England batting succumbs to the sheer endeavour of Peter Siddle
Finn’s flying start blows dark clouds away
Australia’s Peter Siddle celebrates after the dismissal of England’s Matt Prior during the first Ashes cricket Test match at Trent Bridge cricket ground in Nottingham, England, yesterday. Photograph: Reuters
What a day. Exhilarating and exhausting in equal measure - and that just for those watching - England and Australia slugged it out on a day that had been expected to produce runs and instead saw the home side’s batting succumb to the sheer endeavour of Peter Siddle, who took five for 50, and then the Australians stumble against the new ball.
By the close of the first day, Australia had reached 75 for four in reply to England’s 215 all out as Steven Finn and Jimmy Anderson went some way to making amends for their team’s sloppy batting. Australia do bat deep, however, much more so than England, with the surprise selection of the teenage left-arm spinner Ashton Agar instead of the offspinner Nathan Lyon adding to that and Siddle, a Test match centurion, the probable tail-end Charlie.
They might need it too, and will be hoping that when they draw the curtains to greet the second morning it will show clear skies once more. As it was, Steve Smith offered some late counter-punching, hitting Graeme Swann straight for six in the final half hour and ending unbeaten on 38 - the day’s second highest score after Jonathan Trott’s 48 - with Phil Hughes on seven.
The crowd got behind England in the last hour and deprived of Stuart Broad - who took a nasty blow on the right shoulder when batting against the pace and aggression of James Pattinson, and was left in the dressing room to ice it - Finn and Anderson responded.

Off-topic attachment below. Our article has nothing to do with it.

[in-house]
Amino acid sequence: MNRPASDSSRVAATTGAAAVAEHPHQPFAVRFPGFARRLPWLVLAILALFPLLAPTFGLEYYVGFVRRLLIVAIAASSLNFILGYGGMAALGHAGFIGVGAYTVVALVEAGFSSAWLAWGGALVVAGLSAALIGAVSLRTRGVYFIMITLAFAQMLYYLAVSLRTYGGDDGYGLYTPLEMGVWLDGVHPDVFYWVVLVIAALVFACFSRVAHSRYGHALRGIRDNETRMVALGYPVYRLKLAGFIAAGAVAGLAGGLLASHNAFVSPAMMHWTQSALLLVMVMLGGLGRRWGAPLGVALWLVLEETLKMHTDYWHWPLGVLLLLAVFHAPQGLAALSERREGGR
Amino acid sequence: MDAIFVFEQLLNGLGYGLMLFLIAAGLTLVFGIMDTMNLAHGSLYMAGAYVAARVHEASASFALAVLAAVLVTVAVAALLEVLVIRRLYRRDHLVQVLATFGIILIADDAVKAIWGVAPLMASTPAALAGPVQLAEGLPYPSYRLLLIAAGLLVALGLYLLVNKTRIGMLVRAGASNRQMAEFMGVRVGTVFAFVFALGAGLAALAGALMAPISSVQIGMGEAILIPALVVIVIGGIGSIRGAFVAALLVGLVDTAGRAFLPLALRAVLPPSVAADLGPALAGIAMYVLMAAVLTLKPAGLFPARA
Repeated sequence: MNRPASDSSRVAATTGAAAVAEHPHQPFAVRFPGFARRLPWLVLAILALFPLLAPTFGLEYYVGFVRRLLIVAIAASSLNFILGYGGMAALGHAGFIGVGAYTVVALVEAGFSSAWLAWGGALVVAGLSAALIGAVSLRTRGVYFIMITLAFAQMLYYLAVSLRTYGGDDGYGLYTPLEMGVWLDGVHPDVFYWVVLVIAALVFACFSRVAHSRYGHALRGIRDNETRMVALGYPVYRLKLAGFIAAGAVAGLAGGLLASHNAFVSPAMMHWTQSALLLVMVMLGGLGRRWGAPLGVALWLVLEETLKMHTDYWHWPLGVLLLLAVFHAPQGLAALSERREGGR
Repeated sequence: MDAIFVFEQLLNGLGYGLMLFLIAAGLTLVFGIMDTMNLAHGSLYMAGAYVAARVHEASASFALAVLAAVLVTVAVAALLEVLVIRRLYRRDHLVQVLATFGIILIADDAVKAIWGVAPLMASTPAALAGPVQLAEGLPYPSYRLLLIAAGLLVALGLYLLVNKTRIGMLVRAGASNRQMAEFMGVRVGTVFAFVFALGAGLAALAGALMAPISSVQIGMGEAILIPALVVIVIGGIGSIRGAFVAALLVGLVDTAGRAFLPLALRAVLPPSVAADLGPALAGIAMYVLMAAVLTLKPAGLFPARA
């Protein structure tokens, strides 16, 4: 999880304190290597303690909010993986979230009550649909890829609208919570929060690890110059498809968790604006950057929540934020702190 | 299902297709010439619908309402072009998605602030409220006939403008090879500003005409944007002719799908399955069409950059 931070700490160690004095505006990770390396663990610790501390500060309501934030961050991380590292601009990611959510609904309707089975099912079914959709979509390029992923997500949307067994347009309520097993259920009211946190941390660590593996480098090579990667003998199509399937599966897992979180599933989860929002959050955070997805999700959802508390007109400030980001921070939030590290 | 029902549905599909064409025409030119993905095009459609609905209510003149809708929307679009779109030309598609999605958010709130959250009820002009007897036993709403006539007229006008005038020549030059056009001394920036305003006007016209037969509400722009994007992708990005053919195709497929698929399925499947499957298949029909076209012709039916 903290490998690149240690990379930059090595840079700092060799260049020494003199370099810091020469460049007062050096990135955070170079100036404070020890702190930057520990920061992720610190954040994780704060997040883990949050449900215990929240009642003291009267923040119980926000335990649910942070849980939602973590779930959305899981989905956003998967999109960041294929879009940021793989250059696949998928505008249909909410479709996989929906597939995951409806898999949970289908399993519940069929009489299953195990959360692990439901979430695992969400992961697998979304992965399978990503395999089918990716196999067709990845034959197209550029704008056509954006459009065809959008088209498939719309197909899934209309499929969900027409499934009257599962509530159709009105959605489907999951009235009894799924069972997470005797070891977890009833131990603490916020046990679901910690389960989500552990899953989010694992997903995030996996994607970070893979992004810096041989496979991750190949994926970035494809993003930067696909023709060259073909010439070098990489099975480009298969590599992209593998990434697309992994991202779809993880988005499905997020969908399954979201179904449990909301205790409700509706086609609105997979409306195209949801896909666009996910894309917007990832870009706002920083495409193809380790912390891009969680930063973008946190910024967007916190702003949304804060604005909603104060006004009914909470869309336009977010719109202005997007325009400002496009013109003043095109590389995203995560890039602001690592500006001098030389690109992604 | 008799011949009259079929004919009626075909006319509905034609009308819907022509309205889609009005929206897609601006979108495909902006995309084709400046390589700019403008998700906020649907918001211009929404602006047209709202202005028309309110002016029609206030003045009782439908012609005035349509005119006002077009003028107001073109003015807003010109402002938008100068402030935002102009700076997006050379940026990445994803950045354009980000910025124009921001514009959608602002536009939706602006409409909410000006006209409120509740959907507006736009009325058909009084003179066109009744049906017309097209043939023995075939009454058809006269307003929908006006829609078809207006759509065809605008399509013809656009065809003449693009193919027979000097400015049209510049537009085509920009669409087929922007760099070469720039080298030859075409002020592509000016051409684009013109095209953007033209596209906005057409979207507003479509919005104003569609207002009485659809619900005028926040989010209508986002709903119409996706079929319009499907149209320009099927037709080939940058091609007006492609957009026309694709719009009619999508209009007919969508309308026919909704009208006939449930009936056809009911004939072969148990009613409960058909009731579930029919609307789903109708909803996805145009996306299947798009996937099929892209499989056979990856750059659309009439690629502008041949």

Finn, rampaging in from the Pavilion end, was thrice clattered to the boundary in his first seven deliveries by Shane Watson, but came back strongly to have him well caught by Joe Root at third slip as he drove vigorously. He then removed Ed Cowan, who had been off the field for part of the day through illness, caught first ball by Swann at second slip, thus continuing what has been a miserable tour for him.
Michael Clarke narrowly avoided the hat-trick but then received what, when he sits in his armchair and reflects long after his retirement, he may come to regard as the best delivery he ever faced.
Anderson can produce some stunning bowling but this was just sublime, angling in, pitching and darting away to beat the outside edge and clip the
offstump. Anderson aeroplaned his delight as the coach stood on the team balcony and applauded his admiration. It was stunning.
The England man then removed the new opener Chris Rogers, a 35-year-old who played his only previous Test more than five years ago, although this appeared to involve an element of guesswork rather than conviction from Kumar Dharmasena. Anderson was round the wicket to the left-hander and attempting to straighten the ball down the line of the stumps. Rogers did fall across them a little but the geometry of these things has to be so spot-on: Rogers reviewed and HawkEye, by a whisker, vindicated the umpire.